Rock climbing to build muscle is more than possible. It may give you abs and it will rock your core in ways you don’t want to think about. But it’s not going to turn you into Mr Olympia any time soon.
If you want to bulk up, you’d best hit the gym.
On the other hand, if you’re cool to have a lean, chiselled look, like Alex Honnold, you may not want to hit those pesky free weights in the first place. Rock climbing to build muscle may help with weight loss, a killer grip and upper body strength that could give guys obsessed with their bench press a good run for their money.
Let’s talk about what’s possible with rock climbing to build muscle – and what’s better left to grunting, free weights and the confines of the weight room..
Will Rock Climbing Get Me in Shape?
Yup, and then some. Rock climbing is the real deal when it comes to getting in shape: there’s no such thing as ‘light’ rock climbing. It’s a high intensity exercise that helps:
Rock climbing is a low-impact way to get in shape too. Assuming you do it right, your feet won’t touch the ground much. That gives it an advantage over less joint-friendly exercises like jogging.
Plus, if/when you leave the climbing wall for outdoor sites, you’re at one with Nature. No gym is gonna compete with that, and hot dang, you’ll look like a real cool cat in your La Sportiva Solution climbing shoes once you break them in.
Will Rock Climbing Give Me Abs?
Possibly, but that depends on a variety of factors. Alex Honnold sports a six pack so defined it belongs in a museum. Rock climbing alone may not do that, but rock climbing exercises certainly can – especially core exercises like hollow-body holds.
Try ‘Mountain Climbers‘. Get in a push up position, with your arms straight. Then pull alternating knees up to your chest and back down again. Do as many reps as you can in 20 seconds. Rest 10. They go at it again.
Will Rock Climbing Help Me Lose Weight?
Probably. As a very rough guideline, you use about 9 times more energy while rock climbing than while your body is at rest. It absolutely blitzes your metabolism and burns so many calories, you’ll likely lose weight unless you adjust your diet.
That’s a whole conversation to itself, but generally speaking, if you do rock climbing to build muscle., you may want to take in more carbohydrates before you climb. You’re going to burn calories as a rock climber, and if you don’t adjust your diet accordingly, you may find you’re a little lighter as a result.
Rock Climbing to Build Muscle: A Basic Summary
Rock climbing to build muscle is a different approach to getting ripped. You’re not going to bench 600 pounds on Venice Beach any time soon. But assuming you go at it regularly, you’ll likely build strength and muscles in the following areas:
- Upper Body
- Middle Body (Core)
- Lower Body
You’ll likely see the most gains building muscle as a climber in your first three months. Bear in mind that assumes you climb two to three times a week and for an hour each time.
After about six months, you may find your muscle mass levels off, although you’ll likely keep your toned physique for as long as you climb.
Rock Climbing and Your Upper Body
This is the obvious place where rock climbers add muscle. Climbing rocks your upper body like few other extreme sports – especially the arms.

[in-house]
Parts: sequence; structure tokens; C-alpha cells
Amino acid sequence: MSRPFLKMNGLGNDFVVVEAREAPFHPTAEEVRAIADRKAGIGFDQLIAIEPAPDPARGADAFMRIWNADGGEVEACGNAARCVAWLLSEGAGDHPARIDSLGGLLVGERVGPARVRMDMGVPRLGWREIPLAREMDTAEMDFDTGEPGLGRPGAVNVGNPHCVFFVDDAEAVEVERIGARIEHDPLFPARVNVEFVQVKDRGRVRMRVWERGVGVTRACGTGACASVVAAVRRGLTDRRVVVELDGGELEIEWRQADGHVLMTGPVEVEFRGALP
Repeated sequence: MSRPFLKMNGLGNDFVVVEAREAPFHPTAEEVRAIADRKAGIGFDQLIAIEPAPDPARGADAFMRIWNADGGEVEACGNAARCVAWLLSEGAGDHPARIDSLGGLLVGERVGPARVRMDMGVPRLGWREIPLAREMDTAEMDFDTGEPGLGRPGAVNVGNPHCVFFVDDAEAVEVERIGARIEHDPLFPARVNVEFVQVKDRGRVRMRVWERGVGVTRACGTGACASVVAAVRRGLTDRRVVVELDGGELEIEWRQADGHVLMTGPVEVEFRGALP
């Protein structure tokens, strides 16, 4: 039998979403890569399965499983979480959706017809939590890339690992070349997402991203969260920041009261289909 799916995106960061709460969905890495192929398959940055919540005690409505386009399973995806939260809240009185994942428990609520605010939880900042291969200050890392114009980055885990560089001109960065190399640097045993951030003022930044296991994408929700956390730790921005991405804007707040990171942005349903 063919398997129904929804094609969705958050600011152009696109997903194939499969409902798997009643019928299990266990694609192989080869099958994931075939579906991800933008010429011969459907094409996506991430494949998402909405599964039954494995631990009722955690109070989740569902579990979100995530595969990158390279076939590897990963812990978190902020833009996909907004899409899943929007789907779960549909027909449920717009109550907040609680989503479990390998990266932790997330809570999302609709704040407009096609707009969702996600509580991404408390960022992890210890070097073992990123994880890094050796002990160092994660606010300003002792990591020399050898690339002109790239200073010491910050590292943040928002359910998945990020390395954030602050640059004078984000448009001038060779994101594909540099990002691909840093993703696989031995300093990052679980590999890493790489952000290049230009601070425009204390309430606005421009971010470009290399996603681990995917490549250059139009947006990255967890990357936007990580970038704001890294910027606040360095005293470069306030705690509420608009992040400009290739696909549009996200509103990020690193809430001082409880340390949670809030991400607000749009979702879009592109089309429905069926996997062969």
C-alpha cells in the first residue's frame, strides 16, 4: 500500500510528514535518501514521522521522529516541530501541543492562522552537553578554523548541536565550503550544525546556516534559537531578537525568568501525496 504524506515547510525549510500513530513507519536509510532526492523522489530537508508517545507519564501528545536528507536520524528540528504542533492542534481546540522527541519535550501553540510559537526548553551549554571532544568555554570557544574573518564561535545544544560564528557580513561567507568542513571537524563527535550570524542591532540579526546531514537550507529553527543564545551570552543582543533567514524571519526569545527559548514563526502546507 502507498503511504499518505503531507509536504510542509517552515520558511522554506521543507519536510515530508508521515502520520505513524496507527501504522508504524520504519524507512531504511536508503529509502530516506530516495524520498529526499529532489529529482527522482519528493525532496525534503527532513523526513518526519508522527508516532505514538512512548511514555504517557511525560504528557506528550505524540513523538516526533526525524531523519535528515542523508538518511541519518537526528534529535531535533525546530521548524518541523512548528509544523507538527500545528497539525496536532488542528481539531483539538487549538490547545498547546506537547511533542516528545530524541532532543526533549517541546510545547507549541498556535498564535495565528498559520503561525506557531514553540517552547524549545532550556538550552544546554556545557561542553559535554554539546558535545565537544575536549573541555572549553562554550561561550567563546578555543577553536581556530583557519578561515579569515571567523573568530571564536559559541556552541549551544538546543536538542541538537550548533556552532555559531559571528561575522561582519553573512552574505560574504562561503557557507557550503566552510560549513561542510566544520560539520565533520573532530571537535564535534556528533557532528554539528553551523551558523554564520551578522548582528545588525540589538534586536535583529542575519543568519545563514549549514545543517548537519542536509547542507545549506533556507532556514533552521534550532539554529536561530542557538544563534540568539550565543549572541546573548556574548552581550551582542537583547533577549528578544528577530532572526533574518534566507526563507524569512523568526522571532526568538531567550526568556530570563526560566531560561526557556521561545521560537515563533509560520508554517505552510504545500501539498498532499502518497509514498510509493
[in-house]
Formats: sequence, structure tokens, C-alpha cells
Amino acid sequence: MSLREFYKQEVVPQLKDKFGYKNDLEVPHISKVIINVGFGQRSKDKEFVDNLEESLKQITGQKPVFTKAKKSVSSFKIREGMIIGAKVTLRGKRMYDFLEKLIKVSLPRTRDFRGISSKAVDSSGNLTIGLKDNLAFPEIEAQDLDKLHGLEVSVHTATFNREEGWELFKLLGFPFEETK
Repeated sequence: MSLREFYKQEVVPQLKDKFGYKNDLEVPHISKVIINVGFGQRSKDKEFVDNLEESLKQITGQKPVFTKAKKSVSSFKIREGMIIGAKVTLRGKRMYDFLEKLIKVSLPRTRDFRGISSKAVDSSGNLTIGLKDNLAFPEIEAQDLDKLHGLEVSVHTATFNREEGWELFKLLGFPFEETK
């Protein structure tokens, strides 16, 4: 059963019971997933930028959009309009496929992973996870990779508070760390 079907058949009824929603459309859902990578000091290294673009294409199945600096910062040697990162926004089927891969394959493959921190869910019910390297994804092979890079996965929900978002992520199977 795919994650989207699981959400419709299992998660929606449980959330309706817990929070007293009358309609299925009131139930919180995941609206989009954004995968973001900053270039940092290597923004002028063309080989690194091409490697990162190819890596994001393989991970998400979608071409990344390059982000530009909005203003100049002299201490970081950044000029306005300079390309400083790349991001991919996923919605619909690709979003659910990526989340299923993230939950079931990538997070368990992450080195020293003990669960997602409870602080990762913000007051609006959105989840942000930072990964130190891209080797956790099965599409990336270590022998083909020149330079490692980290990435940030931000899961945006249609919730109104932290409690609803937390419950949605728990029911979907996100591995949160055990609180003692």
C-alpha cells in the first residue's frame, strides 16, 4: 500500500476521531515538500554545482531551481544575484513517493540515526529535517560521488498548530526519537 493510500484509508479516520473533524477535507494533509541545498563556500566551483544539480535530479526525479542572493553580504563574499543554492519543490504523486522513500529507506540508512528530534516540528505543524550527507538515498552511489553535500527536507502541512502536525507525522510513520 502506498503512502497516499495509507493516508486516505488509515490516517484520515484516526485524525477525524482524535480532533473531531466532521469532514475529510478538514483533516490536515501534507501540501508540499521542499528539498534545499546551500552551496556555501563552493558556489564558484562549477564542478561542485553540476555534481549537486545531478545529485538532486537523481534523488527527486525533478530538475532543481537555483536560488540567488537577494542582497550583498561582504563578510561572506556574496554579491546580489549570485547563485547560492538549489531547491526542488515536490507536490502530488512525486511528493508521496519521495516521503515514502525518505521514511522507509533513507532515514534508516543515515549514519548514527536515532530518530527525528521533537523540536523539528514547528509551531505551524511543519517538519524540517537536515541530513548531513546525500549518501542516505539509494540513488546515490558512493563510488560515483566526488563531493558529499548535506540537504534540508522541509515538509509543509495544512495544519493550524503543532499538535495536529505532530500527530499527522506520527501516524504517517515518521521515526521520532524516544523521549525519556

You’ll see this in your forearm flexors, which are linked to grip strength, along with your biceps. Your lats will benefit too, with all that ‘pull up’ action.
And you’ll give your shoulders a good showing as they hold your torso close to the rock wall.
Muscles Worked: Forearms, Biceps, Lats, Deltoids (Shoulders), Rhomboids, Trapezius
Rock Climbing and Your Core
Rock climbing hits your core muscles too. Yes, that means your abs – your body uses the abdominal muscles to stabilize itself and keep you secure to the rock.
For example, you’ll use your core muscles on climb overhangs, to reduce the load on your forearms, back and biceps.
You may further develop your abs while rock climbing with some of the core exercises we’ve discussed.
Muscles Worked: Abdominals
Rock Climbing and the Lower Body
Novice climbers tend to use their upper body more as they learn the basic holds and techniques of this challenging sport. Wth time and consistency, however, you may find what more seasoned climbers often prefer:
The real power to rock climbing is in the lower body.
That makes sense. The biggest muscle in the body is, ironically, your ass (glutes, yup, really – look it up), and you’ll definitely be using them to help your body push upwards as you power up the average rock wall.
You’ll be using your quadriceps too, and they ain’t no slouches either in the strength department, when you step from one foothold to another.
Even your calves get a work out when you hit the rocks. For example, when you stand on your toes to reach a hold above your head. And when you’re perched on a ledge with just your toes keeping you in a tiny hold, that’s your calves doing their thang.
Muscles Worked: Gluteal muscles (Your Ass), Quadriceps, Hamstrings, Calves
Rock Climbing to Build Muscle: Yes Or No?
That depends on you, your medical background and the type of body you’re trying to develop.
If you have diabetes, high blood pressure, high cholesterol, heart disease, or you’re pregnant, get your doctor’s approval first. Do that before rock climbing if you have any health concern at all, by the way.
And if you want to look like a body builder, hit the gym.
But rock climbing to build muscle is a good option if you’re looking for a chiselled and lean body, and rock your cardio while you do it. Most rock climbing celebrities don’t look like Jason Momoa, but if you’re not a bouncer, that’s probably fine.
Lean and chiselled counts for something – and you really can’t complain about the view at the top.